“A lie can travel halfway around the world while the truth is still putting on its shoes.” Mark Twain didn’t actually say that, but it’s true nonetheless. Especially—and unfortunately—in the 21st century with social media. But it’s more than just lies than can spread quickly. It’s bad ideas or opinions, even dangerous ones. So to help combat those problems Twitter will begin asking all of its users a simple question before they hit retweet on an article: did you actually read it?
Twitter has announced plans (which we heard about at Mashable) to expand a pilot program it launched with select users back in July. It’s a small approach and trying to curb a major problem. Before someone can retweet an article, a prompt will appear asking the user if they have in fact read the article they are about to re-share with their followers.
📰 More reading – people open articles 40% more often after seeing the prompt— Twitter Comms (@TwitterComms) September 24, 2020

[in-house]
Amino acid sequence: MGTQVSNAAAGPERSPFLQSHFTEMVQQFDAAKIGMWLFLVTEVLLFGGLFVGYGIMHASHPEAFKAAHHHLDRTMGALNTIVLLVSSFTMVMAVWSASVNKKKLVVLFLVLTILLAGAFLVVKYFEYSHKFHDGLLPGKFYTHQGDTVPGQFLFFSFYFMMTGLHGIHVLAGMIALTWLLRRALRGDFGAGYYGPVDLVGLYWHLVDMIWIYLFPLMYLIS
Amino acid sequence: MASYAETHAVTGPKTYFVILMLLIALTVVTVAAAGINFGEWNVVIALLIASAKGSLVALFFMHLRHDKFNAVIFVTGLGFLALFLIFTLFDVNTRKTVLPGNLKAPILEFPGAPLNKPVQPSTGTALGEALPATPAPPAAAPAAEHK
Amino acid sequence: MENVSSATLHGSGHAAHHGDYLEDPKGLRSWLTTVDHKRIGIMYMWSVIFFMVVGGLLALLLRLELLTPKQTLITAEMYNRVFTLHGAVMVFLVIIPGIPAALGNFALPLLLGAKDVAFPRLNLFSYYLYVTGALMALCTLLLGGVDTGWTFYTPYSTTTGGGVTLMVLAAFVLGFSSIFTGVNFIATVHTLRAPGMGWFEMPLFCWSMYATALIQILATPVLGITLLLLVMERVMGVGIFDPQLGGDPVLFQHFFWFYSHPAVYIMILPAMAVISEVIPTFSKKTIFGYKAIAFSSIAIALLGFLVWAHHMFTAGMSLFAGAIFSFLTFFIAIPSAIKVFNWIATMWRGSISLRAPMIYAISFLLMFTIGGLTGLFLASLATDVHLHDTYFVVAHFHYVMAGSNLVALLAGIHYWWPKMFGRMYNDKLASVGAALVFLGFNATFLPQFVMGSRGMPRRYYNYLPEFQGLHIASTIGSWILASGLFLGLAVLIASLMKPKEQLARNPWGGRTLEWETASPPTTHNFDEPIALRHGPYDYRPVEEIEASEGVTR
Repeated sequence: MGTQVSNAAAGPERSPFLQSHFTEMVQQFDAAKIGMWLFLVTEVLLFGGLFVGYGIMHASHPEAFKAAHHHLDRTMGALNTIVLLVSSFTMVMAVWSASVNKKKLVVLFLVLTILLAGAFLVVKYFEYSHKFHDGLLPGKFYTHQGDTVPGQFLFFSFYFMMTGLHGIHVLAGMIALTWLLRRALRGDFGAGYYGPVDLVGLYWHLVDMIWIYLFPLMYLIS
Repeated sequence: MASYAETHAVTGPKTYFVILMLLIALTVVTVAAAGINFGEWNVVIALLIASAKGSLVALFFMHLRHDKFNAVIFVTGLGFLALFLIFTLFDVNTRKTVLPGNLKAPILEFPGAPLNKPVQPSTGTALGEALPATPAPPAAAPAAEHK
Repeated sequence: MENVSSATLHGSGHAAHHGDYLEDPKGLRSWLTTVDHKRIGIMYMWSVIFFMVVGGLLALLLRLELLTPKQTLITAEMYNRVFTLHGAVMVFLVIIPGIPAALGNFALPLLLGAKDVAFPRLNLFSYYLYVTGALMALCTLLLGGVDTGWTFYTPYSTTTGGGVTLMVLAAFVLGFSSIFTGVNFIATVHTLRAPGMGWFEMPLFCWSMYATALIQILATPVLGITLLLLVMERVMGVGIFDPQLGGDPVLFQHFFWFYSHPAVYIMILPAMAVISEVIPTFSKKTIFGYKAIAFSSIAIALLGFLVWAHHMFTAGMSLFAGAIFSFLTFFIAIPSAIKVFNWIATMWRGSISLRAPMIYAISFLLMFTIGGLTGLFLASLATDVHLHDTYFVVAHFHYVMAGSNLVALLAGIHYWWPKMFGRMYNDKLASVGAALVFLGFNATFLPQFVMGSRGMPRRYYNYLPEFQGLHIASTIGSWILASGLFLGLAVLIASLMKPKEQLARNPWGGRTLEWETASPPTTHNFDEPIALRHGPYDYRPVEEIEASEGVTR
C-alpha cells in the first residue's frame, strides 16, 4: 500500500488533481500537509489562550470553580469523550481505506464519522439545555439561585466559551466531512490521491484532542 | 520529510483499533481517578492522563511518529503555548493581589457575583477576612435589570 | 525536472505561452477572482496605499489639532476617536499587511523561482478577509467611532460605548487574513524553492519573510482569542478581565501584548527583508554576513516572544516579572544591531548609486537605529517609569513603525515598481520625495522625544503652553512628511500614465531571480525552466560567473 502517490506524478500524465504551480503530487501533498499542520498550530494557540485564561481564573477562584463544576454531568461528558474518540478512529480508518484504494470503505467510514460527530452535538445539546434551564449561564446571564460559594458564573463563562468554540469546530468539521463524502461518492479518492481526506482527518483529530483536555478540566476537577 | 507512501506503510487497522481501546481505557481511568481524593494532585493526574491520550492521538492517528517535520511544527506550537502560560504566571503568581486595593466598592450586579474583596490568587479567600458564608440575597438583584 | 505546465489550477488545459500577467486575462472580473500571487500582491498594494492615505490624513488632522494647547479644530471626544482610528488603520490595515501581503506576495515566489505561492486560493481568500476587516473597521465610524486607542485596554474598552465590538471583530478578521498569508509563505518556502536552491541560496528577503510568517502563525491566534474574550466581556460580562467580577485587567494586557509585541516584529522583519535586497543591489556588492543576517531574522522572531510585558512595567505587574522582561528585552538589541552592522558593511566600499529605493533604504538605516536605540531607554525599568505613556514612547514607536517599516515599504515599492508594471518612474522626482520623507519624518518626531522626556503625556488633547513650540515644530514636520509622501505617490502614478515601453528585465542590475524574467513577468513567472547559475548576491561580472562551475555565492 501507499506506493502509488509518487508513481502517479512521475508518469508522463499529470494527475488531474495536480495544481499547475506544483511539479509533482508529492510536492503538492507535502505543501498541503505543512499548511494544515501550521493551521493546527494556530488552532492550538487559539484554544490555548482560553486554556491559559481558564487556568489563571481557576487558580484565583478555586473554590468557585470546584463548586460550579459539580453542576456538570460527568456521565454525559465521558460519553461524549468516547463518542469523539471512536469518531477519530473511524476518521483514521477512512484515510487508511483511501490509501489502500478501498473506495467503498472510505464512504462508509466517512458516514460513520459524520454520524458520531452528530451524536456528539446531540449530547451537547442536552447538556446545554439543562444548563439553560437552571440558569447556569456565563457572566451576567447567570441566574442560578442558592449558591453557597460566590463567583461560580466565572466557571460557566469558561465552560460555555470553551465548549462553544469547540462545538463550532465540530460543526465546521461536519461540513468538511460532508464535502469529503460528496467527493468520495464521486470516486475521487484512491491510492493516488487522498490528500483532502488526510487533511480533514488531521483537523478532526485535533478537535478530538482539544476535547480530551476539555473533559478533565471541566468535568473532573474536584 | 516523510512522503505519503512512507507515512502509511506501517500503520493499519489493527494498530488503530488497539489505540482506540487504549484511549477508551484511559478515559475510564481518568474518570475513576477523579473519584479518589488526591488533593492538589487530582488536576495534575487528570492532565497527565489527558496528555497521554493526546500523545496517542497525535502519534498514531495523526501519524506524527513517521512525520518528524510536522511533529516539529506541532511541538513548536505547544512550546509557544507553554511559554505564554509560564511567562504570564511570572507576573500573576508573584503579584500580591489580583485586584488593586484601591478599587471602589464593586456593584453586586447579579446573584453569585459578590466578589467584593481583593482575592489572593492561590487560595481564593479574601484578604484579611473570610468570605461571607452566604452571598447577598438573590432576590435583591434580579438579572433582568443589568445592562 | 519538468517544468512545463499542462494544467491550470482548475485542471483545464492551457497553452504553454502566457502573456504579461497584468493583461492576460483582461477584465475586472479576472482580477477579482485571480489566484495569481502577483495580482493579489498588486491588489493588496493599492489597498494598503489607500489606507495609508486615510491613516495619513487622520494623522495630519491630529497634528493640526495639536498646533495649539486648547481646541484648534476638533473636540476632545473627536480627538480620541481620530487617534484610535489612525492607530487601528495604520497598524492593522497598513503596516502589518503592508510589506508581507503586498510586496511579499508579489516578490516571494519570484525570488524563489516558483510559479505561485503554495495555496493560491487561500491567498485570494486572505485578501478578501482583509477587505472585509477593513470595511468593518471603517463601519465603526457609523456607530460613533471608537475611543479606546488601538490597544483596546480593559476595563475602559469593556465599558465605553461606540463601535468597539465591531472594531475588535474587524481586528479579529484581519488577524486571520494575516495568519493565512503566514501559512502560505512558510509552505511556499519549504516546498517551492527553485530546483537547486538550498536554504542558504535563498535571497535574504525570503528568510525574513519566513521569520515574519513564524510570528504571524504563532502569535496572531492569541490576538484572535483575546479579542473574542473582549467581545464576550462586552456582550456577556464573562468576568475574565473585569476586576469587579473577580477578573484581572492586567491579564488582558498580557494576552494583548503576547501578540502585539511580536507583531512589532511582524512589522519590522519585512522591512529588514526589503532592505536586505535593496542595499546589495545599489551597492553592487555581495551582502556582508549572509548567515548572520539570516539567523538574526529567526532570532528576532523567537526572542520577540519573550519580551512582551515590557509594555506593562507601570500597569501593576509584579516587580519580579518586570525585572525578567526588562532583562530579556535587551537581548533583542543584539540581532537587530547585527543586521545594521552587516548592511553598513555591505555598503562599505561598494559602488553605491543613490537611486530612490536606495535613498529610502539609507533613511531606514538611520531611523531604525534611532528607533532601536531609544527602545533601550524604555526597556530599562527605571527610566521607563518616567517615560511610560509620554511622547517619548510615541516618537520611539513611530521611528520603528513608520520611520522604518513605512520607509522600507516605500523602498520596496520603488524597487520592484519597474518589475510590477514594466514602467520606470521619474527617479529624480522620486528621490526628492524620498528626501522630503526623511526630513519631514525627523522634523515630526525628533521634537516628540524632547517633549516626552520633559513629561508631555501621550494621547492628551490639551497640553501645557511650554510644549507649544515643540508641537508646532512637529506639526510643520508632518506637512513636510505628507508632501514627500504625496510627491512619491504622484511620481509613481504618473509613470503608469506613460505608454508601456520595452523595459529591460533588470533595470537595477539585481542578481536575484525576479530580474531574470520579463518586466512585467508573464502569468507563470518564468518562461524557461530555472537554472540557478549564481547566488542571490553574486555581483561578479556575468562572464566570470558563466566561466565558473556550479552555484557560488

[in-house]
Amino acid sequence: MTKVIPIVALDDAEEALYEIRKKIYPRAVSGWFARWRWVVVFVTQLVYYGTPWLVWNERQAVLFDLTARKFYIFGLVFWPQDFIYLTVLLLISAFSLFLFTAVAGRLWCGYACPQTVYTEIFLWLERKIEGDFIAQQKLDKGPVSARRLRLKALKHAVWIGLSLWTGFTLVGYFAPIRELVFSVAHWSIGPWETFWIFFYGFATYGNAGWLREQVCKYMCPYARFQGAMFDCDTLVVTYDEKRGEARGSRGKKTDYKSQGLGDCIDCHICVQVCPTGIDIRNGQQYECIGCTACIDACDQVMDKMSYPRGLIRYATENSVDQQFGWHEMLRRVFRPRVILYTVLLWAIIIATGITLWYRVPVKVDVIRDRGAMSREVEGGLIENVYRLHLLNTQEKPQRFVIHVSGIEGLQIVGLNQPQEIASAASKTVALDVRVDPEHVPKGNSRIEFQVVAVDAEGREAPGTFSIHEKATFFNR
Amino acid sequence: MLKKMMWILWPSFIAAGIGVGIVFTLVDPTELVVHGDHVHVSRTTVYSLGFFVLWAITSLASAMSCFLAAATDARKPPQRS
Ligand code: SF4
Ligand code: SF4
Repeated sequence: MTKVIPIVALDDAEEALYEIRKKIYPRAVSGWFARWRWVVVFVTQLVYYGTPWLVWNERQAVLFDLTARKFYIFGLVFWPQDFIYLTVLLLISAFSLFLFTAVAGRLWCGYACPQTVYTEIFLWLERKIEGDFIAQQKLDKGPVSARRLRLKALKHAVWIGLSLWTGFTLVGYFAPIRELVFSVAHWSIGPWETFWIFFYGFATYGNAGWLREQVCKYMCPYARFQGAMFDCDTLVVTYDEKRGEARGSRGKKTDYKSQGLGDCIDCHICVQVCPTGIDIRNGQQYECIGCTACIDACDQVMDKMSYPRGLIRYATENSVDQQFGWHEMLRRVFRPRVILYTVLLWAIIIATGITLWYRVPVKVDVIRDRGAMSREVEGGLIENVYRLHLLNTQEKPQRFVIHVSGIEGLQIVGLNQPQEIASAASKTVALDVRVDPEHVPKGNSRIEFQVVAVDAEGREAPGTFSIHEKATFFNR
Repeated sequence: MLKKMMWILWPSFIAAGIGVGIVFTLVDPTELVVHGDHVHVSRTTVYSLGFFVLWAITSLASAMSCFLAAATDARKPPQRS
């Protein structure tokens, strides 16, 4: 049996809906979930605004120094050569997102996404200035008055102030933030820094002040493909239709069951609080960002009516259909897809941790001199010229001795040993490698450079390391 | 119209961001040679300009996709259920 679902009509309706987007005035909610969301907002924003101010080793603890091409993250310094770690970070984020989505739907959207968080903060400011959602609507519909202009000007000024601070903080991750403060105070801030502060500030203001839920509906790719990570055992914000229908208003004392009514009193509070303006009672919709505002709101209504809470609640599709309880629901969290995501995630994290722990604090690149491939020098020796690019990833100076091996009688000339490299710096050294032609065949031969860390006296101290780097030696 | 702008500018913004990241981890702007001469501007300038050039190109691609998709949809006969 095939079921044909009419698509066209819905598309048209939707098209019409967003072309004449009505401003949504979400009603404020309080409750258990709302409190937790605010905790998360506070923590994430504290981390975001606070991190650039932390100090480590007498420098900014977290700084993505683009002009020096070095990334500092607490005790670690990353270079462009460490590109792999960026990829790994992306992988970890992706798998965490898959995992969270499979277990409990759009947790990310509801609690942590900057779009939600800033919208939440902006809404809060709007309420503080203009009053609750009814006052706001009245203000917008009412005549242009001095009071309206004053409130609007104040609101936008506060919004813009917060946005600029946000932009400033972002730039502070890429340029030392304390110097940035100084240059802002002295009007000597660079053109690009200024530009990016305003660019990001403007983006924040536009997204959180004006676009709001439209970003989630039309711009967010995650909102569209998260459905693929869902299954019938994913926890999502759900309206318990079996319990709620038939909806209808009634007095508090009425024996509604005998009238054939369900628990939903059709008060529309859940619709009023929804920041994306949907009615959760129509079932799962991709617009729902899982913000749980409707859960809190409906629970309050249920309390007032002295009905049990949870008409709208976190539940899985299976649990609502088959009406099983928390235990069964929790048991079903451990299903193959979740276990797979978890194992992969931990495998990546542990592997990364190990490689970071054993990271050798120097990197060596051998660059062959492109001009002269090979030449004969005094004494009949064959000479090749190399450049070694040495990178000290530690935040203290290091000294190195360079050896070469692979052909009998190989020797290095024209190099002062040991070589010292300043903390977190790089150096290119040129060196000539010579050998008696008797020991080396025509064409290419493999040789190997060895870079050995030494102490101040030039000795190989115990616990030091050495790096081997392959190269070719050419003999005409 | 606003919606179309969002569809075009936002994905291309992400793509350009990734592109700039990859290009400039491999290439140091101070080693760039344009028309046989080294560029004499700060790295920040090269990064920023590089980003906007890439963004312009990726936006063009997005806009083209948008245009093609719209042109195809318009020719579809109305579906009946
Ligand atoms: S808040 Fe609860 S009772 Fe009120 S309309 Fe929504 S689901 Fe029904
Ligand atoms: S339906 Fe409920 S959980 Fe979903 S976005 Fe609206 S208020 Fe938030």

📰 More informed Tweeting – people opening articles before RTing increased by 33%
📰 Some people didn’t end up RTing after opening the article – which is fine! Some Tweets are
best left in drafts 😏
At first this might sound like a silly method. But the stats Twitter shared from the test run of the program show it did make a difference. It altered, for the better, the actions of a significant percentage of users.
- 40% more people opened the article after seeing the prompt
- 33% more opened their article before retweeting it
- some people didn’t share it at all after reading the article
It’s curious the social media giant didn’t share the exact numbers on that last point. But one less awful retweet can have a butterfly effect, and we’re happy with any kind of progress in the slowing the spread of misinformation.
Twitter says it will make it so the prompt appears smaller after you’ve seen it for the first time, because they “get that you get it.” Additionally, the company is working to bring the feature to users around the globe.
That’s excellent news, because that’s where lies can spread before the truth even had a chance to read the article.
Featured Image: Twitter